Inadequate U.S. Child-Care Hampers Economy, Treasury Says
(Bloomberg) -- The U.S. child-care system fails to adequately serve many families due to insufficient supply and high cost, holding back parents’ ability to contribute to the economy, according to a new report from the U.S. Treasury Department.
One reason the current child-care system is “unworkable” is because parents of young children are asked to pay for care when they can least afford it -- they are often earlier in their careers and still paying major expenses like mortgages and student loans, the report said. Inadequate access to child care may play a role in why women’s labor force participation has stayed flat since 2000 in the U.S. while rising in other advanced economies, according to the Treasury report released Wednesday.
Those factors suggest that child care is a sector that’s in need of the government support outlined in President Joe Biden’s economic agenda, which would make child care more affordable and provide access to high-quality child care for low- and middle-income children, including universal pre-K, the report said. The industry is marked by low wages, high employee turnover and “razor-thin profit margins,” Treasury said.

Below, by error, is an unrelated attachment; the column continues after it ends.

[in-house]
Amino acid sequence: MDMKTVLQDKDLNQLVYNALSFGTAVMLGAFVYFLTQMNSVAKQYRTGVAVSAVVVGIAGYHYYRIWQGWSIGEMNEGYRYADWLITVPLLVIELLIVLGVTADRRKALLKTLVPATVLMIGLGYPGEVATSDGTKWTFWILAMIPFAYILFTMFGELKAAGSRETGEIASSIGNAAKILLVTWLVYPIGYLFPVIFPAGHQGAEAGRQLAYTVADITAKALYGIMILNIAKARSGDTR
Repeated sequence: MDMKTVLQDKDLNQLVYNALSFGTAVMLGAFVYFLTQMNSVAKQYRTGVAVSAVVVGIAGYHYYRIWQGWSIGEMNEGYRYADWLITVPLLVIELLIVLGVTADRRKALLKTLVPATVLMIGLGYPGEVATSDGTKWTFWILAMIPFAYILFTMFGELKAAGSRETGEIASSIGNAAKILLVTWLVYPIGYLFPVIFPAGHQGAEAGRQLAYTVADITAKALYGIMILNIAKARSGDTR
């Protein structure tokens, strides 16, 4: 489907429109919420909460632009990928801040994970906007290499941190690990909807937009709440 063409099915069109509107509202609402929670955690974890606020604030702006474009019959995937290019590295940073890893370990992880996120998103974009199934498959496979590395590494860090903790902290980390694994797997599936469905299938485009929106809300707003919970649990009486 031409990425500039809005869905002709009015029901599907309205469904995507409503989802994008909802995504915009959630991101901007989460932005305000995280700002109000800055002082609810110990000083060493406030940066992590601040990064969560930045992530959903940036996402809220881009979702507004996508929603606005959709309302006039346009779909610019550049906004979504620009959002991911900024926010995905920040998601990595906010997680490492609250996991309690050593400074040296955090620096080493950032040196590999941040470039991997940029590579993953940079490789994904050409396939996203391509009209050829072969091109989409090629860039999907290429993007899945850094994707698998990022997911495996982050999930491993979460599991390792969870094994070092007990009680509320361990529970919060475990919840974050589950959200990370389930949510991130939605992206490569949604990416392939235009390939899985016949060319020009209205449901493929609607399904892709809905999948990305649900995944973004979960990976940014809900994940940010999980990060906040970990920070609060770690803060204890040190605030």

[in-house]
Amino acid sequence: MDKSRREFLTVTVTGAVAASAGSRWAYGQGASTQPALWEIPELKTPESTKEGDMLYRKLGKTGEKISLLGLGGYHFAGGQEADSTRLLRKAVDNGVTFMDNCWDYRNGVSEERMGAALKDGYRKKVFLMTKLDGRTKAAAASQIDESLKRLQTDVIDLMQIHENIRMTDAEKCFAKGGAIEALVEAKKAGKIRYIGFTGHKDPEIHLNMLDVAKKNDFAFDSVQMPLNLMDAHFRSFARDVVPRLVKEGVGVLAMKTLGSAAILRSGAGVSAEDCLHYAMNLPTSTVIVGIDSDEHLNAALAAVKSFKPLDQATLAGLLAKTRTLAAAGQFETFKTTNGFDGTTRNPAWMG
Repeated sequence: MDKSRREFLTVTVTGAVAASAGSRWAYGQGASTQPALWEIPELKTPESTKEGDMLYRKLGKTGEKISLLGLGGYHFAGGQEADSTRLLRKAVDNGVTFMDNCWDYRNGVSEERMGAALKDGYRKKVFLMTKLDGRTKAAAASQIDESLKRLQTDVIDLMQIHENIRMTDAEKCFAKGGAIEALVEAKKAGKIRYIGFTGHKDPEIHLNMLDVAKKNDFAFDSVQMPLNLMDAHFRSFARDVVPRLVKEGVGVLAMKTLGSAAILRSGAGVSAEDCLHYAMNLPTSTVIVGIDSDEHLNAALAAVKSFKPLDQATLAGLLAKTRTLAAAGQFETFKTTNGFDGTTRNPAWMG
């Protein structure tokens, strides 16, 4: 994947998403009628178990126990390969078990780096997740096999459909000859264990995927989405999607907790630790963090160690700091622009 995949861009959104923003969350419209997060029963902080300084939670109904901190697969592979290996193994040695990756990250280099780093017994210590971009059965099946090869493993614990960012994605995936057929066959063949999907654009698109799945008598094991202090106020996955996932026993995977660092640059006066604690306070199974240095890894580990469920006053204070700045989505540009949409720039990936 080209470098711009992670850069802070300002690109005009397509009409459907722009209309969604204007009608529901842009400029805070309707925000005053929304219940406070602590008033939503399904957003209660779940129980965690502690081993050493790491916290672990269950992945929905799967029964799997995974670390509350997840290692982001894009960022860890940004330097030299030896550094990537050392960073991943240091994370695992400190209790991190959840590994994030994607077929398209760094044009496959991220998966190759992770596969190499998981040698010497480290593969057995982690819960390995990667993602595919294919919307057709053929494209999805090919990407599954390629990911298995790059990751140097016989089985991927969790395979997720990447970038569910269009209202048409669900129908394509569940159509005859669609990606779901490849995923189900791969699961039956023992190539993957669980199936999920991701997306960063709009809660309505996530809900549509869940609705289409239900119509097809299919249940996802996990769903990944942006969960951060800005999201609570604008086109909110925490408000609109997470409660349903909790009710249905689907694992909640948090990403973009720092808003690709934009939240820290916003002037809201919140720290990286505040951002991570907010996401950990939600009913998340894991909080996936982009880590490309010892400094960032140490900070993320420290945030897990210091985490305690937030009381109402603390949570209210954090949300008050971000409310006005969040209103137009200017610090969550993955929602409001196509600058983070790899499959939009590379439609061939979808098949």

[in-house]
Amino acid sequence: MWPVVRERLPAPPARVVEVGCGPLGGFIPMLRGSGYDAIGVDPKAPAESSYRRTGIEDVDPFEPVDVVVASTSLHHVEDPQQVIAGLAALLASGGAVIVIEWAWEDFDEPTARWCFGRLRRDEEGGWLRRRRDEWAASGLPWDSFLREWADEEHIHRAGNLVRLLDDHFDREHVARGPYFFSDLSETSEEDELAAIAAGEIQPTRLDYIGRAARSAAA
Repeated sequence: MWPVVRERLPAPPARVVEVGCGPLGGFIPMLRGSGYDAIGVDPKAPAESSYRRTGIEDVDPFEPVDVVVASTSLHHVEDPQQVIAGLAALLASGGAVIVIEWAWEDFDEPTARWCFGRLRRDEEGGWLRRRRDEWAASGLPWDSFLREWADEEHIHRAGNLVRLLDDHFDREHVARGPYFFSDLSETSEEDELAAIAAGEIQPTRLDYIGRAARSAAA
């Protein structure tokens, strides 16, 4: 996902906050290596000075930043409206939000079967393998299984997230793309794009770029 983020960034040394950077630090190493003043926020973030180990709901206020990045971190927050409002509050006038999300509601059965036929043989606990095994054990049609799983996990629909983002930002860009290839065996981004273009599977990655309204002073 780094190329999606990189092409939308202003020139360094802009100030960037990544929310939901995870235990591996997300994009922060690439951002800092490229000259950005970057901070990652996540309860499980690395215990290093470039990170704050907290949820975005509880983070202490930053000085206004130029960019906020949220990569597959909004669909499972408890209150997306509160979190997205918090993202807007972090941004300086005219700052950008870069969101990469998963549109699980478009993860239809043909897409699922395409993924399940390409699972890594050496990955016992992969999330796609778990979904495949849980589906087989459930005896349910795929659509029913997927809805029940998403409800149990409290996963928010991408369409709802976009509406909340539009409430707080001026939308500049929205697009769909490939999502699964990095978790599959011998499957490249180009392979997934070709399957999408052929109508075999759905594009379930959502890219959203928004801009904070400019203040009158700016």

“It’s past time that we treat child care as what it is -- an element whose contribution to economic growth is as essential as infrastructure or energy,” Treasury Secretary Janet Yellen said in a related news release.
Women on average take on more child care responsibilities than men, and that was exacerbated during the pandemic when day care centers closed and many mothers quit their jobs. Making child care more available and affordable is seen as a means toward a fuller labor market recovery because it would allow more parents, particularly mothers, to return to the workforce.
More funding for child care could also improve the well being of care providers themselves, who are disproportionately women of color and earn low wages. More than 15% of child care workers are below the poverty line in 41 states, and nearly half of child care workers use public assistance such as programs for food and children’s health insurance, according to the Treasury report.
Yellen and Vice President Kamala Harris will discuss the report further during an event hosted by the Treasury at 4 p.m. in Washington.
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